Turn off and unplug your slow cooker, allowing it to cool before cleaning. Most slow cooker lids and inner pots can be washed with hot, soapy water or placed in the dishwasher. Wait until the inner pot is cooled before immersing it in cold water. Use only non-abrasive cleaners and soft sponges, cloths, or rubber spatulas to remove any particles stuck to the inner pot. Never put the base or the heating elements in water or in any other liquid.

Slow cooker safety

Before use, read the manual that comes with your slow cooker for information that is specific to your appliance. The slow cooker should be used on a flat surface that is clear of hazards. Make sure the appliance is plugged in properly. Slow cookers need water or liquid to create the steam required to cook and simmer, so add enough to meet the manufacturer’s requirements for safe and effective cooking. Note that anytime the lid is removed during the cooking process, the internal temperature can drop 10 to 15 degrees, this will require you to add additional simmering time. If possible, preheat the slow cooker and add hot liquids to ensure a rapid heat start.

Food safety and slow cookers

Make sure cooking utensils are clean before using. Wash hands before and during food preparation. Keep ingredients in the refrigerator until ready to use because the slow cooker may take several hours to reach a temperature that will kill bacteria. Any meats and vegetables cut in advance should be stored separately in the refrigerator. Fresh vegetables will take longer to cook so they need to be placed in the bottom of the pot, closest to the heating element. If the power goes out during use and it is not possible to finish cooking right away by another method, it is safest to throw it all away.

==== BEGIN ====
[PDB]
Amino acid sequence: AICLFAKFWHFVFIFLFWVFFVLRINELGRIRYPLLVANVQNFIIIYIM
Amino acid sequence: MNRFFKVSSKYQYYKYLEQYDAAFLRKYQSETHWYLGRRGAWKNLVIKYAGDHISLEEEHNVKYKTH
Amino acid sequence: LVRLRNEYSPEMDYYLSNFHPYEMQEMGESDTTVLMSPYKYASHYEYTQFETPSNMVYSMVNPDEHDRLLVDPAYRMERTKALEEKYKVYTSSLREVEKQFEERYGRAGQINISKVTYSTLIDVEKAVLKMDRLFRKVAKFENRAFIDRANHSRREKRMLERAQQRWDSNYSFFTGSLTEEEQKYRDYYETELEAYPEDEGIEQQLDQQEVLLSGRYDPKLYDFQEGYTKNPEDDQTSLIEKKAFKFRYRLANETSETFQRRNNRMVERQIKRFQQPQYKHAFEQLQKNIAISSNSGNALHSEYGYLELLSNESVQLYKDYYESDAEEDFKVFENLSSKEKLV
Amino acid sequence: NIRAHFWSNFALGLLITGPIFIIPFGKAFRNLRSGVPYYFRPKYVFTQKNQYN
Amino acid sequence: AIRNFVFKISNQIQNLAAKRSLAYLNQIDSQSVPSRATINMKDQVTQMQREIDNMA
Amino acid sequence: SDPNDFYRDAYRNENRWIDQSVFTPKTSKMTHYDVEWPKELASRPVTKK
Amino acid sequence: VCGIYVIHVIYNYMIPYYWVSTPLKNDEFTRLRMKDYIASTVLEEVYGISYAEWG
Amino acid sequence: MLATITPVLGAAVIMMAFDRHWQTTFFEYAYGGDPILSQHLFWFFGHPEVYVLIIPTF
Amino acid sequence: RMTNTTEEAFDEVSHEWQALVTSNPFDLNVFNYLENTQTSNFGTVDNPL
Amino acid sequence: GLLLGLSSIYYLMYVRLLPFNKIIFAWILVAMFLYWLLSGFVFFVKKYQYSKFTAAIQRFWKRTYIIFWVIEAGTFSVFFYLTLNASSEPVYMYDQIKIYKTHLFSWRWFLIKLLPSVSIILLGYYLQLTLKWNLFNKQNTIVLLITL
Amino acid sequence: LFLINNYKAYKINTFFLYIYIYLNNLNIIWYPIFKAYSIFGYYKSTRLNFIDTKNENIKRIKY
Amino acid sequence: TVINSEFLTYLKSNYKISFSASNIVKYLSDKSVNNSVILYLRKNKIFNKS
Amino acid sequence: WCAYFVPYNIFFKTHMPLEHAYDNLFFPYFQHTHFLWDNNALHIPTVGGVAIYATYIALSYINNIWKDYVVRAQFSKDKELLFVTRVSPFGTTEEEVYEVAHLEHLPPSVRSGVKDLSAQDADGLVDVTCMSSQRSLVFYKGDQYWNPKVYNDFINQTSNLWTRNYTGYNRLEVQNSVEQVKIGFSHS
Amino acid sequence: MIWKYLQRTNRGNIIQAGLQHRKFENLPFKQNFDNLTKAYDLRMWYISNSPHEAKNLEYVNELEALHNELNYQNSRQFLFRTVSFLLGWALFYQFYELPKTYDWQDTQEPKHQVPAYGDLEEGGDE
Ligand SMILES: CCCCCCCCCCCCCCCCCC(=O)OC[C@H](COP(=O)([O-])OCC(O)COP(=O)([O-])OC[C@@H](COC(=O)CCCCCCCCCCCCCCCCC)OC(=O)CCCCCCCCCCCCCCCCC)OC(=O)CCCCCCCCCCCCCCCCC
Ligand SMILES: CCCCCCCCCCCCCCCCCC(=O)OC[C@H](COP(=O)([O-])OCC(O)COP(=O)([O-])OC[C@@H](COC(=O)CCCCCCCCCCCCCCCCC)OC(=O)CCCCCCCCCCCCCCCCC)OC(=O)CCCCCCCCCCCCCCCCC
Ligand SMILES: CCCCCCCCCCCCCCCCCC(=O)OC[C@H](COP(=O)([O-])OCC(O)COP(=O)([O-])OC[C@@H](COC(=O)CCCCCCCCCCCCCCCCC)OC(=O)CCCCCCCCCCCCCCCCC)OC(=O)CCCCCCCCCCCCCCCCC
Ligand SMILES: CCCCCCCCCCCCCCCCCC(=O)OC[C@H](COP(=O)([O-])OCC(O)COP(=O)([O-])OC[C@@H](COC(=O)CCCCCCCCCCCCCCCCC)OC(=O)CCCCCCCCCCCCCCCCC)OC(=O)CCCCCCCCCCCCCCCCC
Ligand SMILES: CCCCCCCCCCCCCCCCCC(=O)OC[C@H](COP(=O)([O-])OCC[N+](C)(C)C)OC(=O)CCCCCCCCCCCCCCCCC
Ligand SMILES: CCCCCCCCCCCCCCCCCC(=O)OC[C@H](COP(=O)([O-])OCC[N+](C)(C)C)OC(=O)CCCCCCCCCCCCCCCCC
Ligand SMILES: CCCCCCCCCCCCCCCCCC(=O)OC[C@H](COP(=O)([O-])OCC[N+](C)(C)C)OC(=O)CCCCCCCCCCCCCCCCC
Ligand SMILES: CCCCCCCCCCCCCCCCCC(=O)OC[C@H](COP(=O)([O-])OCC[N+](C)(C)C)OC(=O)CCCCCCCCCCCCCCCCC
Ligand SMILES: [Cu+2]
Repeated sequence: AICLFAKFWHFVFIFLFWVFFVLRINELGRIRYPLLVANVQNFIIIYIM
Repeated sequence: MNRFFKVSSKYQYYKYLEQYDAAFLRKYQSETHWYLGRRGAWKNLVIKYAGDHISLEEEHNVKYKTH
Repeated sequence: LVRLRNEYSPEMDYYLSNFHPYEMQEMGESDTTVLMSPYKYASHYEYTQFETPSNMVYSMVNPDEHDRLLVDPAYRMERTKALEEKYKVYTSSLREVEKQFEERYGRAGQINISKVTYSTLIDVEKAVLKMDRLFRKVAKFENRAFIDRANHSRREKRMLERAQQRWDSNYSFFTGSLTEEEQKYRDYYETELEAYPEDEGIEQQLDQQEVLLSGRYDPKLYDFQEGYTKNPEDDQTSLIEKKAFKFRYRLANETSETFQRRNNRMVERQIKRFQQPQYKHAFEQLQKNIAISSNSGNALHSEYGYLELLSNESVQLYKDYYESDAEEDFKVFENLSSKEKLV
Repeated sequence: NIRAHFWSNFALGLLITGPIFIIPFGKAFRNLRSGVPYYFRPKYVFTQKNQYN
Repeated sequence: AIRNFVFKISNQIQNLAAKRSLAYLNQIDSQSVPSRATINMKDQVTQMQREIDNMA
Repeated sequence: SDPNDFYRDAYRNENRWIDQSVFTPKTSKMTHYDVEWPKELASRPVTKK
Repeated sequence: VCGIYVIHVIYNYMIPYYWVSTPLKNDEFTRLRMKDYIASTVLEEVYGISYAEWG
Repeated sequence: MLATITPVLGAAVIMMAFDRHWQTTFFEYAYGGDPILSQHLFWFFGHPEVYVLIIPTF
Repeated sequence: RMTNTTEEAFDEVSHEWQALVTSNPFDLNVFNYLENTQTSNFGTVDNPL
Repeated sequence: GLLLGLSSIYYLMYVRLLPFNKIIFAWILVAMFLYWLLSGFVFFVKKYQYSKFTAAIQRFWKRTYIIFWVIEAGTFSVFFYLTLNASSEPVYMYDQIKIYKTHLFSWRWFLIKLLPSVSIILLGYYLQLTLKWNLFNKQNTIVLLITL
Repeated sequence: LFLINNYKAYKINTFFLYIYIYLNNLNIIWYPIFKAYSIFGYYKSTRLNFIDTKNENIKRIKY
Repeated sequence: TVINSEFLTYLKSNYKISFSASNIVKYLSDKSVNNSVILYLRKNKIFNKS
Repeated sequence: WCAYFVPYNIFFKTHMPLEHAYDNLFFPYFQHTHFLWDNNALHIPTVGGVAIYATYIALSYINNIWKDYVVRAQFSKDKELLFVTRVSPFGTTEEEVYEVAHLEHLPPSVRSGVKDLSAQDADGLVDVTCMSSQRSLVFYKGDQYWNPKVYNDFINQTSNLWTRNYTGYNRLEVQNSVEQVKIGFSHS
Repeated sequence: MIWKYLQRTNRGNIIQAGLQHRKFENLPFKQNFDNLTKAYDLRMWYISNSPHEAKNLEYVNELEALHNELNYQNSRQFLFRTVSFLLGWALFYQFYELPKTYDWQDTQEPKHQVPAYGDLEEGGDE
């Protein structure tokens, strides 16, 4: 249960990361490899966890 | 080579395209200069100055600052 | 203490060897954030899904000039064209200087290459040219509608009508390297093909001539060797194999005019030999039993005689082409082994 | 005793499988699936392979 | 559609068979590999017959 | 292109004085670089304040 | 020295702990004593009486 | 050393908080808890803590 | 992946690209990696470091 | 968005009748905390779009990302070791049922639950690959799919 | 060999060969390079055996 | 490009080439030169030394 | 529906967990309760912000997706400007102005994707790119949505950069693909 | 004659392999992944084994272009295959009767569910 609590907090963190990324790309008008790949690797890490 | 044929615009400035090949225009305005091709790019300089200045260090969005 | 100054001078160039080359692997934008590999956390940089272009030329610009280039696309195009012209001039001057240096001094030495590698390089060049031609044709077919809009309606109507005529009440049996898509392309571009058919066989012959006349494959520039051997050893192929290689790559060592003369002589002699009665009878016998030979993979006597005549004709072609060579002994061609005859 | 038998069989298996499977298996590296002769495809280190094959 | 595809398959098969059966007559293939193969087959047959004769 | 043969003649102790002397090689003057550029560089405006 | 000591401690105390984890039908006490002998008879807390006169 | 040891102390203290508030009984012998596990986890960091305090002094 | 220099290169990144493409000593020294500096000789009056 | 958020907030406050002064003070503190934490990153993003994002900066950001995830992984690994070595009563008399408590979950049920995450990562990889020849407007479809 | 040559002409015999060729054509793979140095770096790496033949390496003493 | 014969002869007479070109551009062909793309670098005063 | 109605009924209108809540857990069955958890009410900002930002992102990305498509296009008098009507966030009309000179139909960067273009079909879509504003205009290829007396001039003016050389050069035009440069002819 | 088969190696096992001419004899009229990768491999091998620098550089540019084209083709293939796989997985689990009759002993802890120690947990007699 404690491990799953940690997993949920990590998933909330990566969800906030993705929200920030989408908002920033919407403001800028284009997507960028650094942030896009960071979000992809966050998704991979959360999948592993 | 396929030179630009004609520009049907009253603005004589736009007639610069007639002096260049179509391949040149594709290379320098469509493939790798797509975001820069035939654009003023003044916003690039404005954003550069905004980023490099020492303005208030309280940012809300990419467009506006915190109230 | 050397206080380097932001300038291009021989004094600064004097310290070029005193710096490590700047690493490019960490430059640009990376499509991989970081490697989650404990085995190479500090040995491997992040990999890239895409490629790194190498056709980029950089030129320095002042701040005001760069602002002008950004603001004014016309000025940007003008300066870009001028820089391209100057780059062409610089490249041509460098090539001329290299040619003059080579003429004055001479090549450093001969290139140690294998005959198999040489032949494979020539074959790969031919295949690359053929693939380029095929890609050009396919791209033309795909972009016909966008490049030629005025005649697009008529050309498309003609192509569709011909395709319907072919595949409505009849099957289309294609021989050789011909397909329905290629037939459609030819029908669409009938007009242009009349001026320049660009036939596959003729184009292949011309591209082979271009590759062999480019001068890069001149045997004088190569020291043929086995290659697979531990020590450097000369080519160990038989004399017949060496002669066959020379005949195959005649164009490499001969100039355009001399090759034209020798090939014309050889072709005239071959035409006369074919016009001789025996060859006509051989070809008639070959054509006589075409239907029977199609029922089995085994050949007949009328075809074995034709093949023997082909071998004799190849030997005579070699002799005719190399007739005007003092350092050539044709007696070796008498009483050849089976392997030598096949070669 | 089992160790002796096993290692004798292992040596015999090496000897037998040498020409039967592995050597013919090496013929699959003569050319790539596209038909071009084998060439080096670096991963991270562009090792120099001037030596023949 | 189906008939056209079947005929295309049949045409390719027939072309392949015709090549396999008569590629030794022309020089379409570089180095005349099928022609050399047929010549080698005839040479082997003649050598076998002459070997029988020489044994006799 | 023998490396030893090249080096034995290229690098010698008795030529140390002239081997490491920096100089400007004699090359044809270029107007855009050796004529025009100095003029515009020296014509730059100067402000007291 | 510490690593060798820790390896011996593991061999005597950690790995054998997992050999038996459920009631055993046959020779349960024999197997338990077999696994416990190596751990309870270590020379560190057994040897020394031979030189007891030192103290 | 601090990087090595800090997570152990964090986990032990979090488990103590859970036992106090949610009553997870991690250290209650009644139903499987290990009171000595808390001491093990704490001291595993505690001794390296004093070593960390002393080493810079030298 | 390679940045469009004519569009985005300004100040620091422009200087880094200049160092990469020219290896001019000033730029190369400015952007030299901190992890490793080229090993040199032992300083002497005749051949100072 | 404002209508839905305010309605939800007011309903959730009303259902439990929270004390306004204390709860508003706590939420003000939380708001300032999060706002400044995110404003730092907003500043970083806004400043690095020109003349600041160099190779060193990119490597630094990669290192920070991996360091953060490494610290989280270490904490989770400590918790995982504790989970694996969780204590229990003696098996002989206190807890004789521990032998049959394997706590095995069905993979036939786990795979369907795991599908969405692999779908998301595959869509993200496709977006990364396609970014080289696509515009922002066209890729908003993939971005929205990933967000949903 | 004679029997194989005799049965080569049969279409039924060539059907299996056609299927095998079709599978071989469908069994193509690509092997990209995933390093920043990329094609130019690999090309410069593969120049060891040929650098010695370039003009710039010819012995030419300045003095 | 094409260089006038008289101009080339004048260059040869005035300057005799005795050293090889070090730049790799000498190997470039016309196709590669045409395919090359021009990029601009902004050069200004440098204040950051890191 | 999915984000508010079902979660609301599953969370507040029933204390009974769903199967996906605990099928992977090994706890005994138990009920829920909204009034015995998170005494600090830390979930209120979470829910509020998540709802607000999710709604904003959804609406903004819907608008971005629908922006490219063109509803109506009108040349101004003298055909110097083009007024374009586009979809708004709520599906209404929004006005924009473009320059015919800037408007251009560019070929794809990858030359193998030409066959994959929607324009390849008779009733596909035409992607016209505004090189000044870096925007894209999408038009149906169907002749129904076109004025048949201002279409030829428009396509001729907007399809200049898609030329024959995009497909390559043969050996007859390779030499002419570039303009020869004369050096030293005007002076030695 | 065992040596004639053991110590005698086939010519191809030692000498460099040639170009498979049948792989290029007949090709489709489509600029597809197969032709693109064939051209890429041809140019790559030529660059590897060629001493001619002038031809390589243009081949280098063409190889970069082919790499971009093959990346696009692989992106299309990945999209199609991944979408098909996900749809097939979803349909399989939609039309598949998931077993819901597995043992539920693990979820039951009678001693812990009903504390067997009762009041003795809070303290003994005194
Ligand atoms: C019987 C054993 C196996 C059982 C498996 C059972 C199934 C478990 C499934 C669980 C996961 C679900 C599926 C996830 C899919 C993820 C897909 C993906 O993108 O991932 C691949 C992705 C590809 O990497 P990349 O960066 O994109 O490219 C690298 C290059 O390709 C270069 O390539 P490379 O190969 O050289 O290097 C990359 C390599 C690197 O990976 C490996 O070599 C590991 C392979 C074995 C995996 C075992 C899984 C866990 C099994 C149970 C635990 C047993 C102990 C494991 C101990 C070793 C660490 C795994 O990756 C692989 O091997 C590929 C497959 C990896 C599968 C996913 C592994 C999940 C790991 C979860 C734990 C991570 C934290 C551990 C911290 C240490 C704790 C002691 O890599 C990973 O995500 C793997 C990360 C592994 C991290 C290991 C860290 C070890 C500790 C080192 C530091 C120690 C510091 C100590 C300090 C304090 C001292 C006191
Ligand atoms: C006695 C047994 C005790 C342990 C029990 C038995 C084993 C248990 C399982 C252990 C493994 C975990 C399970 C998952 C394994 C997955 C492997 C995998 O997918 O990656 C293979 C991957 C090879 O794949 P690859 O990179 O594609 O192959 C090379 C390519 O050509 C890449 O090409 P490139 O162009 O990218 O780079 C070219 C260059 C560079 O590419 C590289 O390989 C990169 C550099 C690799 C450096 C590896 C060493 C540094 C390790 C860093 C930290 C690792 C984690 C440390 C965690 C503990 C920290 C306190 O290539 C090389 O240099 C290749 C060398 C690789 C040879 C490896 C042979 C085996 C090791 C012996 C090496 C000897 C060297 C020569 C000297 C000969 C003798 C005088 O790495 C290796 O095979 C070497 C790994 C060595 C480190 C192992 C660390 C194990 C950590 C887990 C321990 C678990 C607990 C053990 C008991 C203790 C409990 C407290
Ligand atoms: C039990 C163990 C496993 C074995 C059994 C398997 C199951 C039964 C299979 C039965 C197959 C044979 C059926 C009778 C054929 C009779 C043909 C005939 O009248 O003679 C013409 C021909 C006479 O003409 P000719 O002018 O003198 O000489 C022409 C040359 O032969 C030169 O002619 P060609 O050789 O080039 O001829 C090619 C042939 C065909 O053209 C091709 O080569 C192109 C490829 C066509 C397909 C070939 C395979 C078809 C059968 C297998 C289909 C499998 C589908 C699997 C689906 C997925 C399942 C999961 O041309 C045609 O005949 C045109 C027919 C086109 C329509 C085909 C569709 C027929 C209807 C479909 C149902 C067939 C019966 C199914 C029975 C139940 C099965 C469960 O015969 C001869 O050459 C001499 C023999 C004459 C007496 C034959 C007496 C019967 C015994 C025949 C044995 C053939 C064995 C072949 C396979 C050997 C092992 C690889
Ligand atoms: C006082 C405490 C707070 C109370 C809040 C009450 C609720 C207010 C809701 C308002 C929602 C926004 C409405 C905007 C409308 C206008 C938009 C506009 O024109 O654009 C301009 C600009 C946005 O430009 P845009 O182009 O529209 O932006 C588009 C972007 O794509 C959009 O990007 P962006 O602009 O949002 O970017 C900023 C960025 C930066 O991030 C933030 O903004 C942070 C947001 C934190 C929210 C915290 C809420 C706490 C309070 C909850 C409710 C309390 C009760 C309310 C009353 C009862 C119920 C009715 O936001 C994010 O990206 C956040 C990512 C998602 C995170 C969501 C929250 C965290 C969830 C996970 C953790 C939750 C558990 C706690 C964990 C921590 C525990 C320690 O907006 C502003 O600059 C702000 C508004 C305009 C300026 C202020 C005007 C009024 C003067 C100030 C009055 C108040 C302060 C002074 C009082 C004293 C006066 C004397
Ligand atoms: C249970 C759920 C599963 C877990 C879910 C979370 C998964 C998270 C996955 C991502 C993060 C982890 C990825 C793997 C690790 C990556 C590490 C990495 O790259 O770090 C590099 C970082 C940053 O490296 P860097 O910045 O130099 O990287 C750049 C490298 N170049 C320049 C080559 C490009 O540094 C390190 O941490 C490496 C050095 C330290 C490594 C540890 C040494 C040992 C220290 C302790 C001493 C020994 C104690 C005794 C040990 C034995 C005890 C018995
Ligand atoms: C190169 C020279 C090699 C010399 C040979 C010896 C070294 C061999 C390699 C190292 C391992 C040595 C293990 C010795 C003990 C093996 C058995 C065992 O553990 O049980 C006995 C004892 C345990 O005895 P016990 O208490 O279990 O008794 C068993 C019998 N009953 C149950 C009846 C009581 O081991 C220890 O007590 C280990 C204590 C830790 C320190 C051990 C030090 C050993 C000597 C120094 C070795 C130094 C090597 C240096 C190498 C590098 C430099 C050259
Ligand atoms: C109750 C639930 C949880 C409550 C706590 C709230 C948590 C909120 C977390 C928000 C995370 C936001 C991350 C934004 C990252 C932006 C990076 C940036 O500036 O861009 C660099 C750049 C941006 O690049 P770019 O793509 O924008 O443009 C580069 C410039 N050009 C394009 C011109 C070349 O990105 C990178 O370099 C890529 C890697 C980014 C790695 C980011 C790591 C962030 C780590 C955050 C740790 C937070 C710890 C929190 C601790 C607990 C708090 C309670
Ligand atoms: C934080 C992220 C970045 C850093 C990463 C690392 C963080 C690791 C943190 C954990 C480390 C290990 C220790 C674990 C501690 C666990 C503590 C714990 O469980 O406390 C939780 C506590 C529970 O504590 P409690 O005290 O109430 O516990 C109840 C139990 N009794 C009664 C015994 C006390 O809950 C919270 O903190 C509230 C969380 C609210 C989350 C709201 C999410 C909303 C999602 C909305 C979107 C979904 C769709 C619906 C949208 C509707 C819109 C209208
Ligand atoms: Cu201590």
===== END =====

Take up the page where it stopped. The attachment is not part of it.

More tips for using slow cookers

Never put frozen meat or poultry in a slow cooker. Thaw food completely before cooking so the ingredients can quickly reach safe cooking temperatures. Do not use the “warm” setting to cook food. Never use a slow cooker to reheat food or leftovers. Always soak beans for 12 hours, rinse and then boil on the stove top for at least 10 minutes before adding the beans to a slow cooker. Use a thermometer to verify that all foods are cooked to the minimum internal temperature as recommended by the USDA.



References For Why Slow Cookers Are Here to Stay

Crockpot. (n.d.). Slow Cooker Cleaning Tips. Retrieved from:

Crokpot. (n.d.) retrieved from

Food Safety and Inspection Service, U.S. Department of Agriculture. (2013, August). Slow Cookers and Food Safety. Retrieved from:

Foodal. (2014, August). Crockpot vs. Slow Cooker: Are These The Same Thing?

Gus. (n.d.). What is a Slow Cooker? Retrieved from:

Jaracz, Jill. (2009, December).  How Slow Cookers Work. Retrieved from:

Kitchn. (2021, August). What’s the Difference Between a Crock-Pot and a Slow Cooker? Retrieved from:

Spiegel, Alison. (2015, January). A Brief History of The Crock Pot, The Original Slow Cooker. Retrieved from:

Thomson, Julie R. (2016, October). The 7 Best Cuts of Meat For the Slow Cooker. Retrieved from:

University of Minnesota Extension. (2018). Slow Cookers and Food Safety. Retrieved from:

by Nelly Nelson

Source: UF/IFAS Pest Alert

Note: All images and contents are the property of UF/IFAS.